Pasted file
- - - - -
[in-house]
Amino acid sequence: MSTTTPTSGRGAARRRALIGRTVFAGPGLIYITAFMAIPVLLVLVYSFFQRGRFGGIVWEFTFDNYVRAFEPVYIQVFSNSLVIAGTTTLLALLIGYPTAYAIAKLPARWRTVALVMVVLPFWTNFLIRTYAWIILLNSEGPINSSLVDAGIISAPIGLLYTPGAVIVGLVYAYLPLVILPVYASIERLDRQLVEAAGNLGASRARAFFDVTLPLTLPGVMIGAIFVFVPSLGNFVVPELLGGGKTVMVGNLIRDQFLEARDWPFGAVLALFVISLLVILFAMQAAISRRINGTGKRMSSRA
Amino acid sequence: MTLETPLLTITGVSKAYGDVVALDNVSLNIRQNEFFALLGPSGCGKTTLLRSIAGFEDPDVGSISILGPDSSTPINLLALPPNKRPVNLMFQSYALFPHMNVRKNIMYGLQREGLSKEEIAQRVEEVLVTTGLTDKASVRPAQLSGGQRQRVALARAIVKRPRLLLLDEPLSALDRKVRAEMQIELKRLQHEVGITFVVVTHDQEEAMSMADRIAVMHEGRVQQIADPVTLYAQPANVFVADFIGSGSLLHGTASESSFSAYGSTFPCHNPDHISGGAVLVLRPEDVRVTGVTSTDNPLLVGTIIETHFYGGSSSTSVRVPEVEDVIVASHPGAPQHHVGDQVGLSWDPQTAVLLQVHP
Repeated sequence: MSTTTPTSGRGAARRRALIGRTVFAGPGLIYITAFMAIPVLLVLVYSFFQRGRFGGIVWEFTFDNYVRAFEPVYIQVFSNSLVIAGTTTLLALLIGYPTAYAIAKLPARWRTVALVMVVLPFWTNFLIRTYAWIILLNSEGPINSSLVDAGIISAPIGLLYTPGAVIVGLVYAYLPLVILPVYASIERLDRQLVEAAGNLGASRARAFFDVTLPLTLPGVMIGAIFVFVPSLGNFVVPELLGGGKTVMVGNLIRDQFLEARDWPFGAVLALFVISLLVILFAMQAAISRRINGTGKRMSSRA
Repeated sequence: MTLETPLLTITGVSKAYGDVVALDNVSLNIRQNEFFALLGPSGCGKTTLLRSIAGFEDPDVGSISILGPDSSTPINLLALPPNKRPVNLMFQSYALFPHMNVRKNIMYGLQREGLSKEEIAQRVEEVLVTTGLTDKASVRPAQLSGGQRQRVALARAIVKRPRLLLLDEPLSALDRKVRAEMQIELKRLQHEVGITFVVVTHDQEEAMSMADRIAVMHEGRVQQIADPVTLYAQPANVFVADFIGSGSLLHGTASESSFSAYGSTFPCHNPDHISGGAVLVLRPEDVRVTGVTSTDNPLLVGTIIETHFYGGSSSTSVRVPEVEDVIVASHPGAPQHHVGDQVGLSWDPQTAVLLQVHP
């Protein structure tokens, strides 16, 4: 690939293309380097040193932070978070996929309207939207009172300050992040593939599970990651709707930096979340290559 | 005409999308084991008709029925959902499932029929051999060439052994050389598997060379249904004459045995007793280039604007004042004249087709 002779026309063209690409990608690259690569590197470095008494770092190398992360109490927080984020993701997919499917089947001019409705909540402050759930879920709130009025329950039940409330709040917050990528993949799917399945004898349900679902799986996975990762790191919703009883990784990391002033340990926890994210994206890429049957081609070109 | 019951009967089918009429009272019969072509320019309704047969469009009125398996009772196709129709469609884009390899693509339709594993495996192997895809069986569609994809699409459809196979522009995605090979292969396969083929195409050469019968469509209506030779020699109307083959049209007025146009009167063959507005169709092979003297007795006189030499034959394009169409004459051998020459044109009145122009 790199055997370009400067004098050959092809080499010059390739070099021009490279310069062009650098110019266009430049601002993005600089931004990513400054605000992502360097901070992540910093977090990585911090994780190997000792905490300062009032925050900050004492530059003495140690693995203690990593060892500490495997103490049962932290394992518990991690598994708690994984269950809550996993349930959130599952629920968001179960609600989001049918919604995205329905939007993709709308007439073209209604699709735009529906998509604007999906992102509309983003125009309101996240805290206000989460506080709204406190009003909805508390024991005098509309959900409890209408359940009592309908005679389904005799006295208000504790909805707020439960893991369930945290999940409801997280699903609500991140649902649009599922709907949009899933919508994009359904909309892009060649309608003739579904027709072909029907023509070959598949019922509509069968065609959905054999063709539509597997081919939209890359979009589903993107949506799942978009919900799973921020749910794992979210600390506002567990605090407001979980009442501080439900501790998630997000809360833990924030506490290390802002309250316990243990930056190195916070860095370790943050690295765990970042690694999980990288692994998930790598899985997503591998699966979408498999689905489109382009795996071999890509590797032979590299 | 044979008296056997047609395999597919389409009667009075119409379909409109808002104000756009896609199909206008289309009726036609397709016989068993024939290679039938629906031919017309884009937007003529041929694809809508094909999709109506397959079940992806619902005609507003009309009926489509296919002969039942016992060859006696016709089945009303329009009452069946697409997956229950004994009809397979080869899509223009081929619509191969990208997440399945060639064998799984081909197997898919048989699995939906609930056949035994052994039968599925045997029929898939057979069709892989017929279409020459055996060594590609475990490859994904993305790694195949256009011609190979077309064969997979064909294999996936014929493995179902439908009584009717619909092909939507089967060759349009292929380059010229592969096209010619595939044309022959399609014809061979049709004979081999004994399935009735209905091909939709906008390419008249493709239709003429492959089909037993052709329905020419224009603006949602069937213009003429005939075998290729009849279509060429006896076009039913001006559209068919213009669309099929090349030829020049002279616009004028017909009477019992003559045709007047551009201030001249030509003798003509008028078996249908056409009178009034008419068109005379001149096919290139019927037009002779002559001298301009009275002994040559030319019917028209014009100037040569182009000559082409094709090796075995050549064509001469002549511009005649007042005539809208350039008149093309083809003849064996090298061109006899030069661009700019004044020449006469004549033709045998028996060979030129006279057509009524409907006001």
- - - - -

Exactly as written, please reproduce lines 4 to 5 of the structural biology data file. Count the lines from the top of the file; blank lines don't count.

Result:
Repeated sequence: MSTTTPTSGRGAARRRALIGRTVFAGPGLIYITAFMAIPVLLVLVYSFFQRGRFGGIVWEFTFDNYVRAFEPVYIQVFSNSLVIAGTTTLLALLIGYPTAYAIAKLPARWRTVALVMVVLPFWTNFLIRTYAWIILLNSEGPINSSLVDAGIISAPIGLLYTPGAVIVGLVYAYLPLVILPVYASIERLDRQLVEAAGNLGASRARAFFDVTLPLTLPGVMIGAIFVFVPSLGNFVVPELLGGGKTVMVGNLIRDQFLEARDWPFGAVLALFVISLLVILFAMQAAISRRINGTGKRMSSRA
Repeated sequence: MTLETPLLTITGVSKAYGDVVALDNVSLNIRQNEFFALLGPSGCGKTTLLRSIAGFEDPDVGSISILGPDSSTPINLLALPPNKRPVNLMFQSYALFPHMNVRKNIMYGLQREGLSKEEIAQRVEEVLVTTGLTDKASVRPAQLSGGQRQRVALARAIVKRPRLLLLDEPLSALDRKVRAEMQIELKRLQHEVGITFVVVTHDQEEAMSMADRIAVMHEGRVQQIADPVTLYAQPANVFVADFIGSGSLLHGTASESSFSAYGSTFPCHNPDHISGGAVLVLRPEDVRVTGVTSTDNPLLVGTIIETHFYGGSSSTSVRVPEVEDVIVASHPGAPQHHVGDQVGLSWDPQTAVLLQVHP